It is possible that ozone therapy in dentistry could become more common, however studies have not shown enough evidence that it is more effective than current techniques used in dentistry. It may become more of an adjunctive therapy. I am an advocate for reducing the overuse of antibiotics, which can create antibiotic resistant bacteria, so the idea that ozone therapy could be used to replace some antibiotic treatments is a very interesting concept. Personally, I am excited to see what the future holds for ozone therapy in dentistry and medicine. We have come a long way in dentistry, and I think we still have a lot to learn.


1. Saraswathi V Naik, Rajeshwari K, Shivani Kohli, Sayyad Zohabhasan, and Shekhar Bhatia. Ozone- A Biological Therapy in Dentistry- Reality or Myth????? Open Dent J. 2016; 10: 196-206. Retrieved from https://www.ncbi.nlm.nih.gov/pmc/articles/PMC4911747/

2. Nogales CG, Ferrari PH, Kantorovich EO, Lage-Marques JL. Ozone Therapy in Medicine and Dentistry. J Contemp Dent Pract. 2008 May 1;9(4):75-84. Retrieved from https://pdfs.semanticscholar.org/b868/6ad47c203753fcab2e3680ed8e86995f3b35.pdf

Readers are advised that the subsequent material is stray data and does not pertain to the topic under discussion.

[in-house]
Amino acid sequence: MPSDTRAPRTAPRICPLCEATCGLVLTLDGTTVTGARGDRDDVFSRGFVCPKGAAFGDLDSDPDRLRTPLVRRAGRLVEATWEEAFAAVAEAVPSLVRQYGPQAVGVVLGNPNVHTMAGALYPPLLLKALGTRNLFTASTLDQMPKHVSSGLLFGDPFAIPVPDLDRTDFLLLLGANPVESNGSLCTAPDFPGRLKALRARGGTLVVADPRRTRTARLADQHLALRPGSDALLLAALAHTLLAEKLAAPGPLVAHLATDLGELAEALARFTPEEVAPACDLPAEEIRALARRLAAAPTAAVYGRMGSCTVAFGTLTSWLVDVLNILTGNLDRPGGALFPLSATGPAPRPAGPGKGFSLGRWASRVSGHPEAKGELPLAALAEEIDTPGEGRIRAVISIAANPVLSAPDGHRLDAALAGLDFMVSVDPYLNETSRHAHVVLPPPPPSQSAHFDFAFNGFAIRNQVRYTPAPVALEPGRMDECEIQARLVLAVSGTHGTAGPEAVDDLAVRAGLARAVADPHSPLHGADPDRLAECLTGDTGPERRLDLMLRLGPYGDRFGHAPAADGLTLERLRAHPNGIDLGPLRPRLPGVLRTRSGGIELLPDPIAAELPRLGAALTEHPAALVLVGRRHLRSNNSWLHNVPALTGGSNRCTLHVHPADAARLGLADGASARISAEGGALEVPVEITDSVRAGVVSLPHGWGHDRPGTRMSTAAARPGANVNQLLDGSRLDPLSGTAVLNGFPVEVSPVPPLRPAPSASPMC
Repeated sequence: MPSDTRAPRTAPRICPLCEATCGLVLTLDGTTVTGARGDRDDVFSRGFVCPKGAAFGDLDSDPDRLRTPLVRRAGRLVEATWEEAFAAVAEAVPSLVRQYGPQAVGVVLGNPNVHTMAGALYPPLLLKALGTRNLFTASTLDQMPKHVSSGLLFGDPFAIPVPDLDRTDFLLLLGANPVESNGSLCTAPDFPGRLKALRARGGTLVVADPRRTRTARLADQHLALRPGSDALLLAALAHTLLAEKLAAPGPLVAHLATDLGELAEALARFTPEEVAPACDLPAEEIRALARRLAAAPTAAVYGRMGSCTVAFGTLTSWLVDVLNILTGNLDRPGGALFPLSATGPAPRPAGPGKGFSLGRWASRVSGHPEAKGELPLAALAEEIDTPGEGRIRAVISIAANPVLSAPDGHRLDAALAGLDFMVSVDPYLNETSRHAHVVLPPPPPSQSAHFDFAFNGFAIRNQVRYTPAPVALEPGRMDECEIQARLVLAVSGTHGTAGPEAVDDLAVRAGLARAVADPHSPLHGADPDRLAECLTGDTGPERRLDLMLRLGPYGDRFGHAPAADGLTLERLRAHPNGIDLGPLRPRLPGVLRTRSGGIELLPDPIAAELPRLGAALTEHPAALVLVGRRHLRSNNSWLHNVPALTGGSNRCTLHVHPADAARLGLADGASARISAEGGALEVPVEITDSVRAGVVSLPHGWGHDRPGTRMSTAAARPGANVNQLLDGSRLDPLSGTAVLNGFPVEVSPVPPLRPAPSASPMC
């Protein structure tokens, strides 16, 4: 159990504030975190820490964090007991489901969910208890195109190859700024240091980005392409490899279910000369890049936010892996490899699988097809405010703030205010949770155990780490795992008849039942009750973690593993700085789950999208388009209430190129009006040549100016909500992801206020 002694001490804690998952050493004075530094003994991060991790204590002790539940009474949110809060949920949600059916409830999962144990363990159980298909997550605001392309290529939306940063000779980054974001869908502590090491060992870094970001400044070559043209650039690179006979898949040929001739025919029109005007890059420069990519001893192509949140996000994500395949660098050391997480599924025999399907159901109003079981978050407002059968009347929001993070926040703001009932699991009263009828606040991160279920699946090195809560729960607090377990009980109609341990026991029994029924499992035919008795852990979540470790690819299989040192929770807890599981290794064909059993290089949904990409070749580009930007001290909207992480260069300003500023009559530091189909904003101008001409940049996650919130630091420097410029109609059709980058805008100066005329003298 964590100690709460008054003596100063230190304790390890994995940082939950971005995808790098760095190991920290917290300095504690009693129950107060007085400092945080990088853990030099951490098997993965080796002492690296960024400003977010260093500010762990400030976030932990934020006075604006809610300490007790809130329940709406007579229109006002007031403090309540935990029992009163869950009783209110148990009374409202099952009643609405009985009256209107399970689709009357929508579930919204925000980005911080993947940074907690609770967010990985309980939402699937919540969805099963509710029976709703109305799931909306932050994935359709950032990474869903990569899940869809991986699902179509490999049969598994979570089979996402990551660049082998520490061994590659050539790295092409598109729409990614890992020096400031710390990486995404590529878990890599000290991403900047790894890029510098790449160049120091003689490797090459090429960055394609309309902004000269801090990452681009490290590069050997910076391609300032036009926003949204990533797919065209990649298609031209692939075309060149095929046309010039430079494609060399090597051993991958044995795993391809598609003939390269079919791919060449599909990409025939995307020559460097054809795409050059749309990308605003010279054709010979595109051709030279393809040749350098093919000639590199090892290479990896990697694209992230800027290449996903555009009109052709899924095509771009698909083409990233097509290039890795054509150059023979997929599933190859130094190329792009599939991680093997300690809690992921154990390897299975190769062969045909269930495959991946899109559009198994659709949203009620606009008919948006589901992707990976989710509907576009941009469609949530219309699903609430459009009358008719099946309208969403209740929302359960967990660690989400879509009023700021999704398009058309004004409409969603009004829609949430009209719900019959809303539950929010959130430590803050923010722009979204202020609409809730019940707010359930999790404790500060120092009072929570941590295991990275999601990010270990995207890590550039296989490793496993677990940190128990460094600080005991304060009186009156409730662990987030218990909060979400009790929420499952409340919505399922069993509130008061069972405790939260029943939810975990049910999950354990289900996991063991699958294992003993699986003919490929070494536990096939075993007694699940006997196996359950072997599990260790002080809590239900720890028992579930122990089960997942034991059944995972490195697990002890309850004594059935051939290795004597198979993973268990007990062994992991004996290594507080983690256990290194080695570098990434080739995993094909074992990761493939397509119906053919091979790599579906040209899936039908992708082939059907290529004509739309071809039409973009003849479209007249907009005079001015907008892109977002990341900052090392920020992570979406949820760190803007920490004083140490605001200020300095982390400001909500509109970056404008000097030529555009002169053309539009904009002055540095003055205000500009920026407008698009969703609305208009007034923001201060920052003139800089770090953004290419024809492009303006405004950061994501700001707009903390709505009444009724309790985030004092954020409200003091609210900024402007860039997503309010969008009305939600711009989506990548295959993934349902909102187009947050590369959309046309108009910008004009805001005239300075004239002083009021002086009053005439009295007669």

3. Willima C Domb. Ozone Therapy in Dentistry: A Brief Review for Physicians. Tnterv Neuroradiol. Oct; 20(5): 632-636. Retrieved from https://www.ncbi.nlm.nih.gov/pmc/articles/PMC4243235/

4. Alaa’ Turki Monawer Algurairy. Efficacy of Sodium Hypochlorite 5.2% on Enterococcus Faecalis and It’s Diagnosis with Antibiogram Isolated from Infected Pulp. EJPMR, 2016, 3(8), 67-72. Retrieved from https://www.ejpmr.com/admin/download/article/MTQ2OTg1NDkwOC5wZGY=

5. Al Habashneh R, Alsalman W, Khader Y. Ozone as an Adjunct to Conventional Nonsurgical Therapy in Chronic Periodontitis: A Randomized Controlled Clinical Trial. J. Periodontal Res. 2015 Feb;50(1):37-43. Retrieved from https://www.ncbi.nlm.nih.gov/pubmed/24665871

6. A.M. Elvis and J.S. Ekta. Ozone Therapy: A Clinical Review. J Nat Sci Biol Med. 2011 Jan-Jun; 2(1): 66-70. Retrieved from http://www.ncbi.nlm.nih.gov/pmc/articles/PMC3312702

7. Abdullah Hammuda, Mohamed Said Hamed, Eman A El-Sharrawy, Adel Iskandar, Mohammed Ahmed Elsholkamy. Use of Ozone in Temporomandibular Joint Arthrocentesis, Clinical Study. Journal of American Science 2013;9(7). Retrieved form https://www.researchgate.net/publication/259620905_Use_of_Ozone_in_Temporomandibular_Joint_Arthrocentisis_Clinical_Study_Journal_of_American_Science_201397